Across the street, a retired couple strolled, rocking to a shared rhythm it had taken them years to co-ordinate.
Slowly, luxuriously, the day slipped away. The restaurant dimmed. Waiters ached to go home. In the plaza, the fountain couldn’t quite touch the stars, but certainly reached for them, the cool comfort of sky and spray mingling along iridescent edges. Sam and Clara went for a walk, holding each other in changing, experimental grips, all awkwardness and bliss.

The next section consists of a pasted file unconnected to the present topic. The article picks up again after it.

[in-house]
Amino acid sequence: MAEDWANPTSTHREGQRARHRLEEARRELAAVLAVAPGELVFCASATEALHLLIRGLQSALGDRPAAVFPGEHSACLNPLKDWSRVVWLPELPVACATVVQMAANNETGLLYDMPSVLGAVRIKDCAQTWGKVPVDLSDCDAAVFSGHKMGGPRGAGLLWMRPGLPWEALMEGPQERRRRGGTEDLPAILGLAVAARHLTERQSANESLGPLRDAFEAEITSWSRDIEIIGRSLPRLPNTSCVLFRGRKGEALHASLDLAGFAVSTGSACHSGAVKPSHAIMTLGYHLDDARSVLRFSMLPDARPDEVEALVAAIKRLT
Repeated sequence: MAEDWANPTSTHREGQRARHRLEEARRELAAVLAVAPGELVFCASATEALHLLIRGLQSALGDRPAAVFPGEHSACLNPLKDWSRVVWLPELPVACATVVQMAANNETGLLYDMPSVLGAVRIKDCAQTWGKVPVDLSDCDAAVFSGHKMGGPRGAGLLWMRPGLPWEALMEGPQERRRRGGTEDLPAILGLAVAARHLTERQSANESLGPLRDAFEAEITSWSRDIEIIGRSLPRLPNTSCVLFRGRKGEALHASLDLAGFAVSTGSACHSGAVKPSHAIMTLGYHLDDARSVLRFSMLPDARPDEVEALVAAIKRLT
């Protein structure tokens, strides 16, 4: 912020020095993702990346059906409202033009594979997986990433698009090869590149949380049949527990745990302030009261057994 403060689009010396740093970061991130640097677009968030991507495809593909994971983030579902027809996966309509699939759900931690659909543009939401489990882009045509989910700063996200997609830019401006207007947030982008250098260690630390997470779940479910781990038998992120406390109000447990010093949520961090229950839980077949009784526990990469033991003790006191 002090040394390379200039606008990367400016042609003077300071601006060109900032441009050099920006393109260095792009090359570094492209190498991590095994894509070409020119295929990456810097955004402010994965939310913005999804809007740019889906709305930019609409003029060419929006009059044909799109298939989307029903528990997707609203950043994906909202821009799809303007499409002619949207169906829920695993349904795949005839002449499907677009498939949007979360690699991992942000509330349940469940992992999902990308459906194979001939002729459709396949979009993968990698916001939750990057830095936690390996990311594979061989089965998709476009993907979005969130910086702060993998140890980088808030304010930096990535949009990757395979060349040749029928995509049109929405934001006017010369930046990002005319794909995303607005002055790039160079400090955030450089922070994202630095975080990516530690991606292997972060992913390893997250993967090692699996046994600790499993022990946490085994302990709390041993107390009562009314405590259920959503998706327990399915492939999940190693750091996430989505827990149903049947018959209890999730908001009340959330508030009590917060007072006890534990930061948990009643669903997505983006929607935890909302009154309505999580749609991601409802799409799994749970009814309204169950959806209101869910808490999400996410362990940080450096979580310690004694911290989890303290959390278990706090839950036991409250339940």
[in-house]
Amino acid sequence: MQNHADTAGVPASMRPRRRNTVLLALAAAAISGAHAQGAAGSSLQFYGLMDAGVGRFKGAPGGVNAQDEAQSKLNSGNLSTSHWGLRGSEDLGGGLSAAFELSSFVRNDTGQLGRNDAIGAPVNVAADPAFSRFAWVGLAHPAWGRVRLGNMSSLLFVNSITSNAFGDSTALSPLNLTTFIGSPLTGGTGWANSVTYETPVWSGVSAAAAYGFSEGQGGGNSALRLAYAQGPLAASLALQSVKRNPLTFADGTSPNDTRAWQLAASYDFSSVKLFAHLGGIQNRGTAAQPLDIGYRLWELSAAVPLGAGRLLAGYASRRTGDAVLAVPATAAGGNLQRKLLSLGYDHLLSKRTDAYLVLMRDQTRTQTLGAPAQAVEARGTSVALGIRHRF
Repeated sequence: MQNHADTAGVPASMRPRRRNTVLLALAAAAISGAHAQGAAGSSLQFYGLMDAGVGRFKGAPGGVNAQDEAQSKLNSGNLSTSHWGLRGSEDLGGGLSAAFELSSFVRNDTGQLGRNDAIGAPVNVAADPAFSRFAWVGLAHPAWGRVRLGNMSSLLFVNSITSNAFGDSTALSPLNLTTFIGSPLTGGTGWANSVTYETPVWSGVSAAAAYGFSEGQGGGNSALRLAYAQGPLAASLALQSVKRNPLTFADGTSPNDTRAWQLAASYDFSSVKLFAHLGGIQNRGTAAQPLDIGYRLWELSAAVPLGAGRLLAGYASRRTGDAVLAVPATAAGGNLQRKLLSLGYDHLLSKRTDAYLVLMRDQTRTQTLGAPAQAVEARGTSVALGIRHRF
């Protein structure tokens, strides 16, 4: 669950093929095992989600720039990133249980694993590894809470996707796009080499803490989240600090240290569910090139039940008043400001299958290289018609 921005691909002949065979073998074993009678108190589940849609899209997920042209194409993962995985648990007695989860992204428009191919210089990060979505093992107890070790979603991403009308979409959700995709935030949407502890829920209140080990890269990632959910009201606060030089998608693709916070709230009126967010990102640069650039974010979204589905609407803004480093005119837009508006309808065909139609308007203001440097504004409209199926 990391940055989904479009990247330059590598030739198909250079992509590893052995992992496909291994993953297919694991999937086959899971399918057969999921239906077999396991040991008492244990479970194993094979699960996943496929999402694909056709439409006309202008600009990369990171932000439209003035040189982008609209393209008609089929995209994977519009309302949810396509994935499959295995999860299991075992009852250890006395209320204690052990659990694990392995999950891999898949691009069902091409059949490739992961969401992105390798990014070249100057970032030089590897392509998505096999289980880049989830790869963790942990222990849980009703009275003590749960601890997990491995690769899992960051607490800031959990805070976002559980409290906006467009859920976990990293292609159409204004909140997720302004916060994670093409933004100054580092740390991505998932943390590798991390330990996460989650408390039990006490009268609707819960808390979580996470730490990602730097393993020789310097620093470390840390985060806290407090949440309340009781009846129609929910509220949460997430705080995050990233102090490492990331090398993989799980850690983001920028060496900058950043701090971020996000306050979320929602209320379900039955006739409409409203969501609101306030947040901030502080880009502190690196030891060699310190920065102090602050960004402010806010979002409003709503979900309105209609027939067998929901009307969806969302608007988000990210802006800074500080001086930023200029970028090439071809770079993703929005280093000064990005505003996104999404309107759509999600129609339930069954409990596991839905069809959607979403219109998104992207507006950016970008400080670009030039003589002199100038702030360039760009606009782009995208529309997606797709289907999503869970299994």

It was late, well past midnight, but Sam couldn’t sleep. He inhaled the aroma of Clara’s long bubble bath as she lingered in there and he missed her.
He had no idea she was waiting, hoping he’d join her. Soaking as the water turned cold, she kept picturing ways he could slip in and “accidentally,” catching her naked: He’d forgotten his watch. He’d forgotten she was in there. Or the best of all possible scenarios: he’d just missed her and wanted to hold her as she sat so completely vulnerable, fresh, and hungry in the tub.
But he never came.
– From “The Mourning After,” a novel by Edward Fahey.